Today’s Printable Paper Doll Inspirations: Sarah Josepha Hale, 1860’s Men’s Clothing and Harvest Colors
I’ve never done a Thanksgiving paper doll before. Personally, I have always struggled to come up with an idea that isn’t either cliche or offensive. The portrayal of Native American, for example, in paper doll form has generally been rather awful and I certainly wasn’t in the mood to do some mythical pilgrims.
First of all, she wrote Mary Had a Little Lamb, which is pretty cool, but more then that she was the editor of the important publication Godey’s Lady’s Book, and was an advocate for Thanksgiving.
In short, Hale believed that Thanksgiving was about choosing a time to both unite as a Nation and to express our joy and gratitude for our many blessings. Given the current political climate, I cannot think of a better reason to have a holiday. Her advocacy for the national holiday began in 1846 and was successful in 1863 when Lincoln, in the midst of the Civil War, formally announced a National Day of Thanksgiving.
In celebration this year, I have drawn a suit from the 1860s, specifically 1861. I actually had a really impossible time finding a suit from 1863, so this will have to do. Keeping with the Thanksgiving theme, the suit is done in harvest colors. You’ll need a gent to wear this suit, so I recommend picking up one of the Marisole Monday & Friends guy paper dolls and outfitting him. Should you like him to have a lady date to his 1860s Thanksgiving Dinner, then here’s some 1860s clothing for the Marisole Monday & Friends lady paper dolls.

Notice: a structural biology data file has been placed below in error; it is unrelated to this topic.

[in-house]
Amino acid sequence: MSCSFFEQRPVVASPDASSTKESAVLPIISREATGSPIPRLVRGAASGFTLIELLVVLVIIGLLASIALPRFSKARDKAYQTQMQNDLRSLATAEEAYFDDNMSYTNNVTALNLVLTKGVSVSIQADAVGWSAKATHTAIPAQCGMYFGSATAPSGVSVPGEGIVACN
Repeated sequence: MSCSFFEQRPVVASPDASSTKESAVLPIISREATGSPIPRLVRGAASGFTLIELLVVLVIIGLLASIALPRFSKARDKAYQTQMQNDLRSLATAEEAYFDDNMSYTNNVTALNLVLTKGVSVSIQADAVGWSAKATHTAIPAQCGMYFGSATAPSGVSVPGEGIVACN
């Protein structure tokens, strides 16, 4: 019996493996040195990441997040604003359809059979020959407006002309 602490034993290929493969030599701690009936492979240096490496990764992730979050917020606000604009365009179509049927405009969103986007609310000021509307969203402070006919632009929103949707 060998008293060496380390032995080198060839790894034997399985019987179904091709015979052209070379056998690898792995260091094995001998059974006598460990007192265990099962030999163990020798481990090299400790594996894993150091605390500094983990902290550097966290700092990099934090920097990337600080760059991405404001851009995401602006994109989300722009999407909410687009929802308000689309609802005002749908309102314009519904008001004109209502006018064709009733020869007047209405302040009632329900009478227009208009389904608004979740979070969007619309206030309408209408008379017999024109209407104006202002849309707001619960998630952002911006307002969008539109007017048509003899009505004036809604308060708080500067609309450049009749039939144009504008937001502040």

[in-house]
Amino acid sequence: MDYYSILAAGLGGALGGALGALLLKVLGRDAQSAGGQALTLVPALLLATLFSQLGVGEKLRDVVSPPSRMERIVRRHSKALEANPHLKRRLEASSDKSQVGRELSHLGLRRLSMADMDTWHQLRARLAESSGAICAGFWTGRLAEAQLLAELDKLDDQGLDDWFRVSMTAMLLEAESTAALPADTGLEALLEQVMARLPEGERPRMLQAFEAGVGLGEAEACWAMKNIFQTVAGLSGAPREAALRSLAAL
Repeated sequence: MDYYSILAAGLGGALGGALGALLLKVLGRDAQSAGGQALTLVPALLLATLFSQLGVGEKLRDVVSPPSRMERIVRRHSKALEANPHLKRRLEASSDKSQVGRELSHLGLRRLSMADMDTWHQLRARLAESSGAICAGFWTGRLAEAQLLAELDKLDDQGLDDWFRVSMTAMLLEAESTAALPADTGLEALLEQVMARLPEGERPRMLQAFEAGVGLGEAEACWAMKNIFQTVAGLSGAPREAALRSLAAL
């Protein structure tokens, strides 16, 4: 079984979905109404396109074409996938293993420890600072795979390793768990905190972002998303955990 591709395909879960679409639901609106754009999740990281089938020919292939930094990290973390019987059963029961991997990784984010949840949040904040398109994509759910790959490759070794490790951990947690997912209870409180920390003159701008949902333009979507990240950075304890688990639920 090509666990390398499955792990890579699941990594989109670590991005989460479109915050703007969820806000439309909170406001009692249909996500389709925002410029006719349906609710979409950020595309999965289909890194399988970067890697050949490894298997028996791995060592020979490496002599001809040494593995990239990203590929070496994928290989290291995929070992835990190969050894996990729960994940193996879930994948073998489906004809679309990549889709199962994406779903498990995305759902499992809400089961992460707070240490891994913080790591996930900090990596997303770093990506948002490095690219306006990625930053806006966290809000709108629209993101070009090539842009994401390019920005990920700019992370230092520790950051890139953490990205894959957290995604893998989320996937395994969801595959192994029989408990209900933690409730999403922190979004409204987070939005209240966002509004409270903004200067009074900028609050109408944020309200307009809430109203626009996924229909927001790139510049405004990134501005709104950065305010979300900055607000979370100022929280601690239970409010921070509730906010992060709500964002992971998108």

I don’t know nearly as much about men’s clothing of the Victorian era as I know about women’s clothing, so I am pretty nervous about how accurate this is, but I did my best and I think this is the first ever historical men’s paper doll outfit I have ever posted. So, please be kind to my first attempt. I also need to get some books on men’s clothing of the 19th century. Anyone got any recommendations?
Anyway, I hope everyone has a wonderful holiday with family, with friends or just with the day off.
Today’s Printable Paper Doll Inspirations: 1950s Suits, Obviously
When you think of the 1950s, there are really two common silhouettes. The first is the nipped in waist and the full skirt. That look is pretty flattering on myself and one I enjoy drawing, but there is another look that was equally popular.
That is the narrow skirted silhouette, like today’s suit from 1954 for the Mini-Maiden paper doll series. This design is featured in the Complete Fashion Sourcebook by John Peacock and is identified as being from 1954. My major problem with Peacock’s works is that he rarely states where he found the images he is illustrating, so it is very hard to know what the context of the suit is.
Sometimes, I think I wouldn’t mind wearing suits very day, because I love how they look. I don’t want to go back to the 1950s though, because as much as I like the clothing, I also like living in a era where the Civil Rights Act exists.
We’re on day three of our variety week and I want to know what you all think, so please let me know in a comment.